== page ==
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How far can we take transit

Marc Lefkowitz  |  11/08/12 @ 3:00pm  |  Posted in Transit, Transportation choices

As our cities grow, the challenge of how to comfortably and efficiently get from place to place defines the quality of our experience. So, what about transit—what part does it play for the 82 percent of Americans living in an urban place?

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Northeast Ohio boasts of transit agencies that provide millions of passenger miles a year. In Cuyahoga County, RTA was (not too long ago) recognized as one of the country's top transit agencies for the reach of its service.

Why then do we have a disconnect between the way we fund transit in Ohio, and the growing number of transit users in Cuyahoga County? RTA reports a 5.7% increase in ridership so far in 2012, and the agency is considering a modest 4% expansion of service in 2013. Local revenues (mainly from the sales tax) are up at RTA, offset by the percentage of state and federal funding for transit that has generally decreased. Ohio has been skimping on public transit for years. The news isn't getting any better from Washington.

Transit, bikes, even historic preservation are not gaining ground in the new federal transportation bill: The area (called MAP-21) which covers these modes is not going to help RTA. Other regions are growing faster than Cleveland, and population change drives the formula used to divvy up the same sized pot. Which means RTA is bracing for several million dollars less from the federal government, even during this time of growth. There may not be a whole lot we can do about faster growing metro regions in places like the Sunbelt. So that leaves RTA and transit agencies in the same boat to chase after grants like TIGER (which most likely will see continuity with the Obama Administration). And hoping ridership stays on its growth curve.

Clearly, transit, like education, needs a change in the state and federal funding formula. Bolstering the case for transit is its ability to take cars off the road, which lowers spending on pavement and health care (accidents and asthma rates are still too high here). Developers reap all kinds of benefits from transit. Cities like Seattle recognize this and have updated their zoning to eliminate parking requirements for development with convenient transit nearby. When parking requirements are removed or rightsized, developers don't have to spend as much to acquire property, and their housing can be priced more affordably.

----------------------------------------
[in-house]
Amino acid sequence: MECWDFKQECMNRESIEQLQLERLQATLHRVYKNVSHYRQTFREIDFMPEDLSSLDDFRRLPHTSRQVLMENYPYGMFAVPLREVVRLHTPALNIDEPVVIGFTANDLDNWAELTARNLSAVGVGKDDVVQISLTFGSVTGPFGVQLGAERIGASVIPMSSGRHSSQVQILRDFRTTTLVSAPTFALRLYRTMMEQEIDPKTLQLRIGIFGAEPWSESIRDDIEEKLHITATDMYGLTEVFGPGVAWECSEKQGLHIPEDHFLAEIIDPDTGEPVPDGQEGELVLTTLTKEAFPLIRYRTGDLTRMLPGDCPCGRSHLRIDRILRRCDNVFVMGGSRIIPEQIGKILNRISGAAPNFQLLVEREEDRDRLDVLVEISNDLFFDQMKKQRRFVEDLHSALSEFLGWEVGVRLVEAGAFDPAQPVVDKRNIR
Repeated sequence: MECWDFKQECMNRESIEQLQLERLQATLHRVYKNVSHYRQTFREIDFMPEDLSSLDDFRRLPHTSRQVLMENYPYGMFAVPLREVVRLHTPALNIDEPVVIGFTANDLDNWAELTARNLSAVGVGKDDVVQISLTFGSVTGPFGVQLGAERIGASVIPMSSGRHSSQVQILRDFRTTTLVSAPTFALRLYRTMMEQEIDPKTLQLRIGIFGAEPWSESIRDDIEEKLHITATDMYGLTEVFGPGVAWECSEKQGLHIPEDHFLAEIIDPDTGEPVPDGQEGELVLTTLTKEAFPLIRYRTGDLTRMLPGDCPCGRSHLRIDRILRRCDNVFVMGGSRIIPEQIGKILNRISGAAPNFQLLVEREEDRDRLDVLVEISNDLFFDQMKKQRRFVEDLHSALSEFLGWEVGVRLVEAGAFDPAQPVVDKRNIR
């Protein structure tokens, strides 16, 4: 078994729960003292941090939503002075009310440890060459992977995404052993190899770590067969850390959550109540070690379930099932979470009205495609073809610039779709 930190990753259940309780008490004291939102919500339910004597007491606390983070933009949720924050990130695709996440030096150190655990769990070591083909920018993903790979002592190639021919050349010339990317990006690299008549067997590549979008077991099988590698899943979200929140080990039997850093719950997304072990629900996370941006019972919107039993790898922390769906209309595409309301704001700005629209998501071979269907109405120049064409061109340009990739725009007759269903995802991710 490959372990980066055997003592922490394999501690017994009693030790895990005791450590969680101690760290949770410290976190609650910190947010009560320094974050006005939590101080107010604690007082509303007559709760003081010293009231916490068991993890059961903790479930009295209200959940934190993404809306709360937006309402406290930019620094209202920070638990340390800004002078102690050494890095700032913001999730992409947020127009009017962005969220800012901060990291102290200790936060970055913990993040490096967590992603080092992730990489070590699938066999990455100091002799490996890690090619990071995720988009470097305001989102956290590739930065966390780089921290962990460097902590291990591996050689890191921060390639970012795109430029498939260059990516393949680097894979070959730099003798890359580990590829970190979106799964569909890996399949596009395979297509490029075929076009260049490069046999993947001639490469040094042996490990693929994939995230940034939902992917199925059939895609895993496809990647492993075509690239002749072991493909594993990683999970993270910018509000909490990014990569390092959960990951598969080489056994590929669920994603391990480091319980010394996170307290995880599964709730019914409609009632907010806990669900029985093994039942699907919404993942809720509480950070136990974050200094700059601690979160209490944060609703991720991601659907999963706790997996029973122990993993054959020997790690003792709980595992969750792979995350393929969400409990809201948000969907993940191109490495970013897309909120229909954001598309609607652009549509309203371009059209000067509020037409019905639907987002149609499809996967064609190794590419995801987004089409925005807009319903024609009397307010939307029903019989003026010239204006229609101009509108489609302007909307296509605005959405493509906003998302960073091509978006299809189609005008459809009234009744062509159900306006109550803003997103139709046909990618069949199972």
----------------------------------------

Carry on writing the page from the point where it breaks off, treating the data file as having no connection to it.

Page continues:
It's taking a while for this vision to catch on in the private sector in Northeast Ohio. But as more people demand 'low mileage' neighborhoods, the real estate professionals doing business here, well, they'll have to respond to a market trend toward more urban living or continue to swim upstream.

Downtown Cleveland's residential population growth led the county last year, but is that signal being heeded in Columbus? How is the local Home Builders Association responding to the sea change? Read an issue of Crain's Cleveland Business lately? Developers are chomping at the bit to pick up where they left off before the Recession with cul-de-sacked houses on corn fields.

Yet, the market grows faster for neighborhoods where walking, biking and transit are feasible. It's clear we're in the beginning stage of a generational shift. Again, we hear a lot about respecting the market, well, people are voting for urban and transit connected with their feet. When does the real estate market and the Fix it First agenda catch up with the rising demand?